In our last post, we outlined warning signs it may be time for a loved one with dementia to stop driving. We also mentioned the huge psychological toll it can take since the loss of driving often is seen as a loss of independence.
Still, for everyone's safety, sometimes we need to take action, starting with a conversation about taking away the keys. The National Institute on Aging has some recommendations we're republishing here from its Caregiver Guide:
• Be sensitive to the person’s feelings about losing the ability to drive, but be firm in your request that he or she no longer do so. Be consistent—don’t allow the person to drive on “good days” but forbid it on “bad days.”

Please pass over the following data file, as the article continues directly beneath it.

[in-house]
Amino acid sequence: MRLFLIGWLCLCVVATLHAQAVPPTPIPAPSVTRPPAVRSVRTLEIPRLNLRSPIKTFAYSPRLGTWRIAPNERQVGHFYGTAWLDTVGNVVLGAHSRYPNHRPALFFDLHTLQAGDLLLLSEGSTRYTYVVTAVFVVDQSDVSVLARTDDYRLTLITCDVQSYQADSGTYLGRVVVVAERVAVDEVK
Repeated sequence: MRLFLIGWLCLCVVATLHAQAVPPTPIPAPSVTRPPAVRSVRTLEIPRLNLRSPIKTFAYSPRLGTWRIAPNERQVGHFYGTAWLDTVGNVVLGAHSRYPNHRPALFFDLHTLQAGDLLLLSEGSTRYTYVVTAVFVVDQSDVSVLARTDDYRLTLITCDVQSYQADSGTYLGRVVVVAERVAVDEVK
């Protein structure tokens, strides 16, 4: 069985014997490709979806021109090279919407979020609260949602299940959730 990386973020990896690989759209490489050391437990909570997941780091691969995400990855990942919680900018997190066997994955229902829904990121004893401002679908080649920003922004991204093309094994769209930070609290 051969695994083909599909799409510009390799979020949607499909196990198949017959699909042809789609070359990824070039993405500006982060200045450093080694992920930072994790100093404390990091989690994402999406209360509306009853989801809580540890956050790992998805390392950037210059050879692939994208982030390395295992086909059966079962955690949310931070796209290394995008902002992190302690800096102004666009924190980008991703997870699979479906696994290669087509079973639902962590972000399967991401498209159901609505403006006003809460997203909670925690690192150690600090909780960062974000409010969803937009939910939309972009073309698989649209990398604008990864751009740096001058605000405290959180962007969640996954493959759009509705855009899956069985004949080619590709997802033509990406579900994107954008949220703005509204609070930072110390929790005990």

• Ask the doctor to help. The person may view the doctor as an authority and be willing to stop driving. The doctor also can contact the Department of Motor Vehicles and request that the person be reevaluated.
• If necessary, take the car keys. If just having keys is important to the person, substitute a different set of keys.
• If all else fails, disable the car or move it to a location where the person cannot see it or gain access to it.
• Ask family or friends to drive the person or find out about services that help people with disabilities get around their community.